Genes provide a blueprint for the brain, but a child’s environment and experiences carry out the construction.
A single cell can connect with as many as 15,000 other cells! Synaptic density reaches its peak during the third year, up to 200 percent of its adult level.
Better able to use the past to interpret present events.
Better understanding of cause and effect.
Especially vulnerable to persistent negative influences during this period and vice versa; positive early experiences have a huge effect on children’s chances for achievement, success, and happiness.
Rethinking The Brain
Depends on what you were born with (nature)
Depends on what you are born with and experience (nature and nurture)
Experiences before age 3
Have limited impact
Have a decisive impact on nature and extent of adult capacities
Relationship with caregiver
Creates a favorable context for early development and learning
Don’t just create a context, they directly affect the way that the brain is ‘wired’
Is linear and grows steadily
Is non-linear where 3-5 is the magic window of development
A toddler's brain is...
Much less active than the brain of a college student
Twice as active as an adults' by age 3
How I think @ 36 months
My brain is in an overactive mode at this age. I am observing and absorbing at an astounding rate. Here is how my faculties are developing at this stage.
Motor Development: Gross Motor Skills
• I walk with an agile, almost adult style
• I can run around obstacles
• I can catch large balls and throw overhead
• I can climb ladders; use slide independently
Motor Development: Fine Motor Skills
• I assemble simple puzzles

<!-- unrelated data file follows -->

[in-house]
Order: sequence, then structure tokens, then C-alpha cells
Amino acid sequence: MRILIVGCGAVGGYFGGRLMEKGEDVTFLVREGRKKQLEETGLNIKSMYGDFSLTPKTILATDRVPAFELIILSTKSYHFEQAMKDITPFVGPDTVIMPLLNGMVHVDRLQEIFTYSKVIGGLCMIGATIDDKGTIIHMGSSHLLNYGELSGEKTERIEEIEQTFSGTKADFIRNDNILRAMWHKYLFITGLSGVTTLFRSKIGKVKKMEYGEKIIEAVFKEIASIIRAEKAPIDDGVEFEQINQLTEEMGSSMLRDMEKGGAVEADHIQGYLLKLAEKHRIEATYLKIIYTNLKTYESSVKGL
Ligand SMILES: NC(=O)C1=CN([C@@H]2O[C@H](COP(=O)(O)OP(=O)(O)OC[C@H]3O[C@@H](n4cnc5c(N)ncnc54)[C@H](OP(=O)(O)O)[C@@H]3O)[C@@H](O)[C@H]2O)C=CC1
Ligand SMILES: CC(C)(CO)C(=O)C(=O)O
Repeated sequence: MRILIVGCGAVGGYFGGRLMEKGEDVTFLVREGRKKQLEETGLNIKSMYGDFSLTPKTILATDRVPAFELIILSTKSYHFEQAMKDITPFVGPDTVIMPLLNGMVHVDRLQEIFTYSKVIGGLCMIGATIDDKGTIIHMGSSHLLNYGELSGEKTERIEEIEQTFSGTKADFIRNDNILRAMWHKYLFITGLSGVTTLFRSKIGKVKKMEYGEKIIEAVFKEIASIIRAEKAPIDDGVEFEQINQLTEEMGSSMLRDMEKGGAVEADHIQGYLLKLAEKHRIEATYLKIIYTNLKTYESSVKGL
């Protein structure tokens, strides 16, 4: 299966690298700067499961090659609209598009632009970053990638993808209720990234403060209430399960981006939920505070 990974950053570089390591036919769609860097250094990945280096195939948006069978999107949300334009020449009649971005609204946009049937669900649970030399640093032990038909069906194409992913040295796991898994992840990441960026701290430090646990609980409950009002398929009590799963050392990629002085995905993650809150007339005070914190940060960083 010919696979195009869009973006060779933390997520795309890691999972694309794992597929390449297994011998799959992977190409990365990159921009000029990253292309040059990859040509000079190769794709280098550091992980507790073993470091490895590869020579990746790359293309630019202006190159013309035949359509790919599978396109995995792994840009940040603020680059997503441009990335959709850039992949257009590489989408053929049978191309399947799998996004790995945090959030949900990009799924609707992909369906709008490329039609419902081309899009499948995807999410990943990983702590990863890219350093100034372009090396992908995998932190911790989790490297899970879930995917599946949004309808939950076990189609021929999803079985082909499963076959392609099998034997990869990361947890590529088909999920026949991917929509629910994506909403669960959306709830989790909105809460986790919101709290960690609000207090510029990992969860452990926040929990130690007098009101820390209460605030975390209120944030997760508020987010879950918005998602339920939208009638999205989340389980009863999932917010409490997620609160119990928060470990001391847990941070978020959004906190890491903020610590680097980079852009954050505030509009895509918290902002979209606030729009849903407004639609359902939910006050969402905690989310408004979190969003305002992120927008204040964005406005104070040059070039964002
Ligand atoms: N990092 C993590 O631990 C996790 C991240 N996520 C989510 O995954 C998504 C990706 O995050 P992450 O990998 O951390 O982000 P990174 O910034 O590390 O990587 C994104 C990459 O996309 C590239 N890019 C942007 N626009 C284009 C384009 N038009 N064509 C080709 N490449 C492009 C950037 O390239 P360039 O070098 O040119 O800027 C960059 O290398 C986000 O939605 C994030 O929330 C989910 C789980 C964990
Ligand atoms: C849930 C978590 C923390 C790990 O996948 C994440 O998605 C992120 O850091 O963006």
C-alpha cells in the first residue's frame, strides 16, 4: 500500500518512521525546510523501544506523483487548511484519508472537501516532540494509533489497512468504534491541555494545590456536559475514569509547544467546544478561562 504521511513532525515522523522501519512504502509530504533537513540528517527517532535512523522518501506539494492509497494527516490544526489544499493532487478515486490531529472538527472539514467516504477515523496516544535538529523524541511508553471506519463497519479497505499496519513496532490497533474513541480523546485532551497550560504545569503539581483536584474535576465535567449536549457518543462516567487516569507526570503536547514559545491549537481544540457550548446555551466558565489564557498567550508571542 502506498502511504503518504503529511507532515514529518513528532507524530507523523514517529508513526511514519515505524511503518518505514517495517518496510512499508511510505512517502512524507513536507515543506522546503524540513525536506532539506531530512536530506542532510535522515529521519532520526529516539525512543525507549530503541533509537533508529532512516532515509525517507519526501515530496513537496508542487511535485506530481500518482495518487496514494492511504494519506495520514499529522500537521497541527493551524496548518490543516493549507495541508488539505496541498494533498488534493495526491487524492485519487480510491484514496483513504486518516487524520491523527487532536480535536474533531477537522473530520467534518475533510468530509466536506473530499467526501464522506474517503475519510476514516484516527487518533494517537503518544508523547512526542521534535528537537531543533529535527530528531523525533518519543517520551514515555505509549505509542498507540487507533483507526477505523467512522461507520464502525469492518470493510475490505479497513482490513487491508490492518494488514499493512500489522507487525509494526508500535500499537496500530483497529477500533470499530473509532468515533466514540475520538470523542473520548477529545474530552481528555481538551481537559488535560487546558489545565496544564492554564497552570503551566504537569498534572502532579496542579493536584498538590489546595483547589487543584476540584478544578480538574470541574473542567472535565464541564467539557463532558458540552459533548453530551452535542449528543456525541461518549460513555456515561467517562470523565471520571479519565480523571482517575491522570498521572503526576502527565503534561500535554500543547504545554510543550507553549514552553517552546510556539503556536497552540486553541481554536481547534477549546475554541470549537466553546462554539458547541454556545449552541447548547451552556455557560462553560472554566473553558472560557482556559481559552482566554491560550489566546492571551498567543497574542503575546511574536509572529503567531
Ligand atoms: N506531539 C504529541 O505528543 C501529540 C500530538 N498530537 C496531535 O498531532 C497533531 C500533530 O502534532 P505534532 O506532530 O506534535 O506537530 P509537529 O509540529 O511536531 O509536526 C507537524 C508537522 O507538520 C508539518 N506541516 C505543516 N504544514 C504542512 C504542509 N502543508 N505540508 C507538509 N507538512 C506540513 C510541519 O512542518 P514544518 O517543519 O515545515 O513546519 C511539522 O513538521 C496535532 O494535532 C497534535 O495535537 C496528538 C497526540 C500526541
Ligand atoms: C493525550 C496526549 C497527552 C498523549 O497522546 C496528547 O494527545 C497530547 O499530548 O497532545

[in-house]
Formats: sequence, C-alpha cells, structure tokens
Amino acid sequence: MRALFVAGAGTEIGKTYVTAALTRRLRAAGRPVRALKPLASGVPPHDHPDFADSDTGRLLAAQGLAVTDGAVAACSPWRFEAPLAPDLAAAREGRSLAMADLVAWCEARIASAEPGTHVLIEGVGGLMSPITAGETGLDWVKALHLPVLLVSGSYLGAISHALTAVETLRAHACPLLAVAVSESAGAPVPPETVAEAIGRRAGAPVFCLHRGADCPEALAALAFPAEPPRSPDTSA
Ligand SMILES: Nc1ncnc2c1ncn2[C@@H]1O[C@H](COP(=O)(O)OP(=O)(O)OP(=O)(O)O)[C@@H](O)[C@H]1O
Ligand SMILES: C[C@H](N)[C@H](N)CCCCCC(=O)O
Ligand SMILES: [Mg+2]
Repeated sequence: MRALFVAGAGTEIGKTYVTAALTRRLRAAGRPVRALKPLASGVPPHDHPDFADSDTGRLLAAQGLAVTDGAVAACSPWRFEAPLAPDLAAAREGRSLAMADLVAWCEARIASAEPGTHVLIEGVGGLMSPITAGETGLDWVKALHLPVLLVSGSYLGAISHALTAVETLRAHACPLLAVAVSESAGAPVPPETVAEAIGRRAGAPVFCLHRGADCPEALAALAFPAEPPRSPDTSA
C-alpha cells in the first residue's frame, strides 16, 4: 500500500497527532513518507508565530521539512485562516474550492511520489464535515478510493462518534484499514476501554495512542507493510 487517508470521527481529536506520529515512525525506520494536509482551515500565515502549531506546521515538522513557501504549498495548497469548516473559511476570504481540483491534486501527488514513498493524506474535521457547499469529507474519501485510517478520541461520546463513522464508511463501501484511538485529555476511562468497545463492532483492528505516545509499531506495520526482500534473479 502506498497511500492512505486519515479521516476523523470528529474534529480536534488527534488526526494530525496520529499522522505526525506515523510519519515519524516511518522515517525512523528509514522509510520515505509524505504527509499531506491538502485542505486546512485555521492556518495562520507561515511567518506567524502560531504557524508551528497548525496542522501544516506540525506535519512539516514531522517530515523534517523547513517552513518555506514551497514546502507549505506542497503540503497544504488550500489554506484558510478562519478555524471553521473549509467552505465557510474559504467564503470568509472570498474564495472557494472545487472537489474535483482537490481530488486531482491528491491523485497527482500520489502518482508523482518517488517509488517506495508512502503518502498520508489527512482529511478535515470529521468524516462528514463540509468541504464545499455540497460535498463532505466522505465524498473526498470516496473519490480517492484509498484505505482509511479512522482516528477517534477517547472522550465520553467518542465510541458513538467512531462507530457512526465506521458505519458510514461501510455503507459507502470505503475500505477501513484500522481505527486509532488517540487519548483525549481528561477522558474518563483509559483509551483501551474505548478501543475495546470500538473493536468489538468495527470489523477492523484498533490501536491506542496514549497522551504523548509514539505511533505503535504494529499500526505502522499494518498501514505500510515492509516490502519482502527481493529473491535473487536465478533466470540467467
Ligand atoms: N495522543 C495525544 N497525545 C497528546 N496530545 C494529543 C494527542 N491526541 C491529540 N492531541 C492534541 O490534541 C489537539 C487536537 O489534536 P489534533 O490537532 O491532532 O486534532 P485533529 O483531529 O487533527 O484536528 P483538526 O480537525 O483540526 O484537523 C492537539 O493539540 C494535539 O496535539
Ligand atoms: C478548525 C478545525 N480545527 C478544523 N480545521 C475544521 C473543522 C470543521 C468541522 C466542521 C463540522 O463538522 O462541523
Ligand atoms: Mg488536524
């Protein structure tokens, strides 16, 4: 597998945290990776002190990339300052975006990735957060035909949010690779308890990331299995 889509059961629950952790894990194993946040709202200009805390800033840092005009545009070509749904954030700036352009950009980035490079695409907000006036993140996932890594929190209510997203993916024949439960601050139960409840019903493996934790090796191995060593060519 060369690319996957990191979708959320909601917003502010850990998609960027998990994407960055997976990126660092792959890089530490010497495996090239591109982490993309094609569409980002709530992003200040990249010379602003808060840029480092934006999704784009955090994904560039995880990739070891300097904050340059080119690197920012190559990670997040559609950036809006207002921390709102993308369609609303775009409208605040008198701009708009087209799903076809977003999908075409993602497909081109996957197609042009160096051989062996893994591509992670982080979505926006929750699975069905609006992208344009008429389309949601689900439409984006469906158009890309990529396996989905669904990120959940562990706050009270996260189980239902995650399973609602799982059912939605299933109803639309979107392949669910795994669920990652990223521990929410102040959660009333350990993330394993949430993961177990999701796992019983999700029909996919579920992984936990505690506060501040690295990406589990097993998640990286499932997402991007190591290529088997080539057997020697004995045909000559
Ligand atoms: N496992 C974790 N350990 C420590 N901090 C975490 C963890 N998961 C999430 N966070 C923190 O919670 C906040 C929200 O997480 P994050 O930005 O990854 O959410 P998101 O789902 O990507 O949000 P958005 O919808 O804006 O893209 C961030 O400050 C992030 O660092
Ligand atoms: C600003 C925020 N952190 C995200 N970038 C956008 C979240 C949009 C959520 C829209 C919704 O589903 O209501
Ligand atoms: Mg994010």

• I can manipulate clay; finger paints
• I can copy simple shapes, such as a cross or circle
• I can stack blocks up to nine high
Language and Thinking Development
• I understand most of what is said and 75 percent of speech is understandable
• I am getting better at speaking clearly, speaking in complete sentences of three to five words
• I can ask a grammatically correct question
• I match pictures to objects
Social and Emotional Development
• I follow simple directions; enjoys helping with household tasks
• I have begun to recognize own limits — ask for help
• I like to play alone, but near other children
• I am curious about other people’s emotions and have begun to notice other people's moods and feelings
Disclaimer: This presents an overview of child development. It is important to keep in mind that the time frames presented are averages and some children may achieve various developmental milestones earlier or later than the average but still be within the normal range of development. This information is presented to help parents understand, at a high level, what to expect from their child. Any questions/concerns you may have about your child’s development should be shared with your doctor.